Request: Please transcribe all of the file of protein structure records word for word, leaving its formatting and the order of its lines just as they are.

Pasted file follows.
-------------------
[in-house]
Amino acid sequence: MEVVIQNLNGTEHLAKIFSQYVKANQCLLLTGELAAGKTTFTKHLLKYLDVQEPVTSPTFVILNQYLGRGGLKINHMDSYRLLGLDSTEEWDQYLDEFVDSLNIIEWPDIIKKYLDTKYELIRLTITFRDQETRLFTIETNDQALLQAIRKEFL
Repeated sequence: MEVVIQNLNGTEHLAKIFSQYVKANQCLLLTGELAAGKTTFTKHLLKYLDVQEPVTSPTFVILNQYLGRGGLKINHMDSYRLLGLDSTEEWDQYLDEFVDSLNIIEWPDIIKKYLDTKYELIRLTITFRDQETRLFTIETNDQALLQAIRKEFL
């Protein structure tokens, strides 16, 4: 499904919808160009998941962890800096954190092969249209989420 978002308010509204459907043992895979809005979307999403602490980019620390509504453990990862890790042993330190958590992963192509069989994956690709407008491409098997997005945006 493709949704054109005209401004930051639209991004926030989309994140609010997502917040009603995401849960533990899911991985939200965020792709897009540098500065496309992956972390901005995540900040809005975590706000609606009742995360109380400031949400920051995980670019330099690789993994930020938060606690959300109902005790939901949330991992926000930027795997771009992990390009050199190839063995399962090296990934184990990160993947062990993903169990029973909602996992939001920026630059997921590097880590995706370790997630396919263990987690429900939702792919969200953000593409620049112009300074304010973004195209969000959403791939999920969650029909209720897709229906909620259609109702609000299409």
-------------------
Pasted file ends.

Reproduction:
[in-house]
Amino acid sequence: MEVVIQNLNGTEHLAKIFSQYVKANQCLLLTGELAAGKTTFTKHLLKYLDVQEPVTSPTFVILNQYLGRGGLKINHMDSYRLLGLDSTEEWDQYLDEFVDSLNIIEWPDIIKKYLDTKYELIRLTITFRDQETRLFTIETNDQALLQAIRKEFL
Repeated sequence: MEVVIQNLNGTEHLAKIFSQYVKANQCLLLTGELAAGKTTFTKHLLKYLDVQEPVTSPTFVILNQYLGRGGLKINHMDSYRLLGLDSTEEWDQYLDEFVDSLNIIEWPDIIKKYLDTKYELIRLTITFRDQETRLFTIETNDQALLQAIRKEFL
């Protein structure tokens, strides 16, 4: 499904919808160009998941962890800096954190092969249209989420 978002308010509204459907043992895979809005979307999403602490980019620390509504453990990862890790042993330190958590992963192509069989994956690709407008491409098997997005945006 493709949704054109005209401004930051639209991004926030989309994140609010997502917040009603995401849960533990899911991985939200965020792709897009540098500065496309992956972390901005995540900040809005975590706000609606009742995360109380400031949400920051995980670019330099690789993994930020938060606690959300109902005790939901949330991992926000930027795997771009992990390009050199190839063995399962090296990934184990990160993947062990993903169990029973909602996992939001920026630059997921590097880590995706370790997630396919263990987690429900939702792919969200953000593409620049112009300074304010973004195209969000959403791939999920969650029909209720897709229906909620259609109702609000299409």